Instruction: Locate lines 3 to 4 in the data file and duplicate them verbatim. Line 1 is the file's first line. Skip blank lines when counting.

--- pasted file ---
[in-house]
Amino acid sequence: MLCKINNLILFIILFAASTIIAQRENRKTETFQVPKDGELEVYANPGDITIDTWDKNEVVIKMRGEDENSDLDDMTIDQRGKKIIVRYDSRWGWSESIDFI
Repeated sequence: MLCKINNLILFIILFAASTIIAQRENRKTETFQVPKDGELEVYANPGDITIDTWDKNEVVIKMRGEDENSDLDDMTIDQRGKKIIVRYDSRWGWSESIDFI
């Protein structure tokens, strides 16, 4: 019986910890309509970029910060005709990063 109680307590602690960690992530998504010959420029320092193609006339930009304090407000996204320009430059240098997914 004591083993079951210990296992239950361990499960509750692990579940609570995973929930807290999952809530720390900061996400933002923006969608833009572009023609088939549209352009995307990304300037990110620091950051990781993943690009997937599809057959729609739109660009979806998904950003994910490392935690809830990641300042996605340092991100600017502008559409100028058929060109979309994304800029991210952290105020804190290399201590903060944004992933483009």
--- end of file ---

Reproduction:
Repeated sequence: MLCKINNLILFIILFAASTIIAQRENRKTETFQVPKDGELEVYANPGDITIDTWDKNEVVIKMRGEDENSDLDDMTIDQRGKKIIVRYDSRWGWSESIDFI
């Protein structure tokens, strides 16, 4: 019986910890309509970029910060005709990063 109680307590602690960690992530998504010959420029320092193609006339930009304090407000996204320009430059240098997914 004591083993079951210990296992239950361990499960509750692990579940609570995973929930807290999952809530720390900061996400933002923006969608833009572009023609088939549209352009995307990304300037990110620091950051990781993943690009997937599809057959729609739109660009979806998904950003994910490392935690809830990641300042996605340092991100600017502008559409100028058929060109979309994304800029991210952290105020804190290399201590903060944004992933483009």